On Old Testament Law 

The second thing I'm thinking about is the woeful misunderstanding people have of the relationship between Old Testament Law and sexual ethics. Oh my word – stop with the shellfish and mixed fabric discussion, please! People pull out the shellfish example and think that, “Poof,” they have disproven the entire discussion around gay sex in Scripture. I certainly can't fault those who don't profess faith in Christ for not understanding how the Old and New Testament work together. But it discourages me how many who do claim Christianity have an anemic understanding of how Jesus transforms our understanding of Old Testament law.

If you do believe that the Bible is God's authoritative Word for us today, here's a condensed explanation of the relationship between Old Testament law and our new covenant in Jesus. Jesus fulfilled (not abolished according to Jesus' own words) the law. It's particularly easy to understand how Jesus fulfilled the Old Testament sacrificial and ceremonial laws. These pointed to His coming sacrifice, and when He was actually sacrificed on the cross, the need for those laws was completed. We no longer, for instance, need to sacrifice a goat for the purification of our sins because Jesus was the final perfect sacrifice. The laws over the purification of sins have been fulfilled, because we have been purified once for all.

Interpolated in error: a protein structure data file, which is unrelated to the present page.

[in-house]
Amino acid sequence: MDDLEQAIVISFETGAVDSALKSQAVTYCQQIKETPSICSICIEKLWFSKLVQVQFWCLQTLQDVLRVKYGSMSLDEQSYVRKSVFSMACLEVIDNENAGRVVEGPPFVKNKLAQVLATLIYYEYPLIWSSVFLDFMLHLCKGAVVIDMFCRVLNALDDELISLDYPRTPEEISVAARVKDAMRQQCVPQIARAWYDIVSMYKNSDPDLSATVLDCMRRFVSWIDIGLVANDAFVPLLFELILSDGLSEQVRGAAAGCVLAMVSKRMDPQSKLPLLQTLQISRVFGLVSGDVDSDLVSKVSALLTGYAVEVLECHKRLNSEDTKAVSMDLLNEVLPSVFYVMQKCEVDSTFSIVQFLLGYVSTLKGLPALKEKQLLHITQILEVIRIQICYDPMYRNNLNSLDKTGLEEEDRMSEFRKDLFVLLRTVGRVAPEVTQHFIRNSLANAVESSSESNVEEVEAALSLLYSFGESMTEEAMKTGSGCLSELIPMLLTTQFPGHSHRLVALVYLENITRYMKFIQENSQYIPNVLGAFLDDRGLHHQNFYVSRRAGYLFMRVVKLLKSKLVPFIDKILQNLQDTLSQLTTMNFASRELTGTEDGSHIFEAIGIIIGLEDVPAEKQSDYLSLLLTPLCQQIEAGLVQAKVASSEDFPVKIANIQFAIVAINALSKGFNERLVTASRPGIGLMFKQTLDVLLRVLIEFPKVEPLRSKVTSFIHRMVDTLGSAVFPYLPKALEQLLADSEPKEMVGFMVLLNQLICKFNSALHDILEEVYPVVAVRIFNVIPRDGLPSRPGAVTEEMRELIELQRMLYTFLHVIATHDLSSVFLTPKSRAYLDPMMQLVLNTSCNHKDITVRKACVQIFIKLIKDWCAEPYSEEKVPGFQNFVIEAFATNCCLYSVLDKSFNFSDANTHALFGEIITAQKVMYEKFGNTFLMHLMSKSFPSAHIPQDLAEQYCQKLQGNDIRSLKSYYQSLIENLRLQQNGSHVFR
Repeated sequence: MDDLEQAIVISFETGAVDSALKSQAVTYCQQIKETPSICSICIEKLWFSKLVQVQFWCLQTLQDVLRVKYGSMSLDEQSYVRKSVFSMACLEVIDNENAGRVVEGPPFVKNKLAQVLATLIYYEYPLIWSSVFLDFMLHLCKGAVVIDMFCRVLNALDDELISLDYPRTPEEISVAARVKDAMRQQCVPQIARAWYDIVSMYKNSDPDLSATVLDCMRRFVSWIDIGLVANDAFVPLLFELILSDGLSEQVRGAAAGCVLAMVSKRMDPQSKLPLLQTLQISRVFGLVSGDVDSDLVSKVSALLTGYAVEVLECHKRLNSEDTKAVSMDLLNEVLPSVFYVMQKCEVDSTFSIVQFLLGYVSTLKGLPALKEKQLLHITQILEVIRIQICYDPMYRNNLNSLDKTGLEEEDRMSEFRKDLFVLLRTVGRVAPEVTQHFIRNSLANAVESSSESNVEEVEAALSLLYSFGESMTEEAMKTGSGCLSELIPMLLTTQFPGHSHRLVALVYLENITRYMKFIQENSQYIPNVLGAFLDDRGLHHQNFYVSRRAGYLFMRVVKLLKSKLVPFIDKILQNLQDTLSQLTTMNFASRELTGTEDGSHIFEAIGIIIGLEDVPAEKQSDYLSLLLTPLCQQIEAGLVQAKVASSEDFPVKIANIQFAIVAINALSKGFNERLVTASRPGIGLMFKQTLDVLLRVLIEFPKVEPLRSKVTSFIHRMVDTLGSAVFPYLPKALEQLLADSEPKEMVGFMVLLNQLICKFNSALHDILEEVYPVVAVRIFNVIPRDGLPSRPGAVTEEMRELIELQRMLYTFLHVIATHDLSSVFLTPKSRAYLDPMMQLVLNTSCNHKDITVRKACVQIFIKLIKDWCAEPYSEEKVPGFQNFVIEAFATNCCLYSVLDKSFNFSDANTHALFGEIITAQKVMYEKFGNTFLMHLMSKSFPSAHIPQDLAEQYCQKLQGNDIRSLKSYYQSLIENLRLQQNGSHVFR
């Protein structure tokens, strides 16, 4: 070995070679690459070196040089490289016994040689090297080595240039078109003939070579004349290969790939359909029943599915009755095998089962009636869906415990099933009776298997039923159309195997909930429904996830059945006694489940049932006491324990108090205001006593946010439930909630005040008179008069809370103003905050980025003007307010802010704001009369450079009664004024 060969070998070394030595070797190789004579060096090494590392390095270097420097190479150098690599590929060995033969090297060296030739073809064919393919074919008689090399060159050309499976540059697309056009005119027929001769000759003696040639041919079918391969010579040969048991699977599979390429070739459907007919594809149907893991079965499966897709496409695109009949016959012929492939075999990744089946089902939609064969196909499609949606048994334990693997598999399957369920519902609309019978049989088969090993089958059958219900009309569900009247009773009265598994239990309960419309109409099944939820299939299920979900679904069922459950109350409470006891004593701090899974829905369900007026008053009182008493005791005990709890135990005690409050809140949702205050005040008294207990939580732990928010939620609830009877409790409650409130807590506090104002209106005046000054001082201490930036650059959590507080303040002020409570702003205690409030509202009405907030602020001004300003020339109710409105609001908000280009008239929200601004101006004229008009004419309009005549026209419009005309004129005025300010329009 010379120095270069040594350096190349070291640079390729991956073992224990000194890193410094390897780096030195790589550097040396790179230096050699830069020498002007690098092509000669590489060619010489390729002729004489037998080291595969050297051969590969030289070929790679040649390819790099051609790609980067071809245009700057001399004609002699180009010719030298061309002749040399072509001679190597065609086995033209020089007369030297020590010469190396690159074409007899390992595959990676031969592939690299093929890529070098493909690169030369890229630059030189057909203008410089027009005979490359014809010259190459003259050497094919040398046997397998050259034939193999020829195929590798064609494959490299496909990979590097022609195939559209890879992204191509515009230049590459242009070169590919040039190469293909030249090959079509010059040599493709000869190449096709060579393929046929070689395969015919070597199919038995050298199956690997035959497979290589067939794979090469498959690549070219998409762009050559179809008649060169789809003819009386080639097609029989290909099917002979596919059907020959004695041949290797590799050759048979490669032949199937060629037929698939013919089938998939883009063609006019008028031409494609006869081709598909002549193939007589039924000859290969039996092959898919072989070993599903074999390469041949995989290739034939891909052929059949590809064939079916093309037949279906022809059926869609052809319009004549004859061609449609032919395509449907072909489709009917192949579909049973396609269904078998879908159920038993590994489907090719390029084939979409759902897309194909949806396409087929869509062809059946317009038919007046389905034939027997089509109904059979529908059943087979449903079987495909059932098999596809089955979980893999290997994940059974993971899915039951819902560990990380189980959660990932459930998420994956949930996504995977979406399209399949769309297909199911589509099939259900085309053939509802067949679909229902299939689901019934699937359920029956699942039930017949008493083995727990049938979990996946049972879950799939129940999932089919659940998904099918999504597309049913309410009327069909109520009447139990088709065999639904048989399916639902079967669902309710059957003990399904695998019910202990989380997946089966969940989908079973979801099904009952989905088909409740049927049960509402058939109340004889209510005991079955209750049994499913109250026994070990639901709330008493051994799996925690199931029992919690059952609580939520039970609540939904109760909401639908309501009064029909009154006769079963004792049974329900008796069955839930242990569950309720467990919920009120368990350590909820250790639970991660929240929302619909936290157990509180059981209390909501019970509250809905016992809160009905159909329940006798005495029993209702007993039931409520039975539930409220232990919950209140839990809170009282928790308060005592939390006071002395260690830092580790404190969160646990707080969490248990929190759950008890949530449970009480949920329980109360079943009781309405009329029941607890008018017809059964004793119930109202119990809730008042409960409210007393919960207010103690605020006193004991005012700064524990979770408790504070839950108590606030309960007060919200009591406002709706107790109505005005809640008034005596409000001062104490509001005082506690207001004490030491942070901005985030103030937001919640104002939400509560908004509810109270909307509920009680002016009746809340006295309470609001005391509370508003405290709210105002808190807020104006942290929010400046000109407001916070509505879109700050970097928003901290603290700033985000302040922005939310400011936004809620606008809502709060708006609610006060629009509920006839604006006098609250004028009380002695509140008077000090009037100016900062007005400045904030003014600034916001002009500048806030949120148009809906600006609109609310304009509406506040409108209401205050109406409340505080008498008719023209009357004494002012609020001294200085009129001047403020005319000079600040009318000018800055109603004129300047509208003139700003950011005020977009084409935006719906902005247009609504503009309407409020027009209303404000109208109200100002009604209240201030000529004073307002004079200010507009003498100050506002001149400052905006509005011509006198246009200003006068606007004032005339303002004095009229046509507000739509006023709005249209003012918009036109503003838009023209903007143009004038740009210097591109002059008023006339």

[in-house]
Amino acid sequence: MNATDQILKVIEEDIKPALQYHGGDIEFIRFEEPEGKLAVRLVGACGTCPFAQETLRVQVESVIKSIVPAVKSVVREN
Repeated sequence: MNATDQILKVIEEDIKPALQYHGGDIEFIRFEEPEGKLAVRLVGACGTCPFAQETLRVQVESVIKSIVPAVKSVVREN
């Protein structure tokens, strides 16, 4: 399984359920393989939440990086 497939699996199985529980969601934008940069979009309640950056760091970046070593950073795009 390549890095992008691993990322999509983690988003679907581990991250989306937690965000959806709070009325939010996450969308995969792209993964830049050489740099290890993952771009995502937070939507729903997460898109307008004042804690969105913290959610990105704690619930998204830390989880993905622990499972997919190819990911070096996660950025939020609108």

The New Testament also gives us long instruction, particularly in Acts, that we are no longer under the Old Testament dietary laws. So have at your shellfish and reject someone else's projection of hypocrisy on you in your application of Old Testament law. The Bible is the best commentary on itself, and it teaches us in a straightforward way that we are no longer under the dietary laws of the Old Testament. But what do we do with other laws? We naturally keep some because they still make complete sense for today. Put a bannister around your roof so no one falls over the side. God was the first to say this, but now our insurance companies make sure we do it on our raised decks and porches no matter what our convictions are about the Old Testament law for today.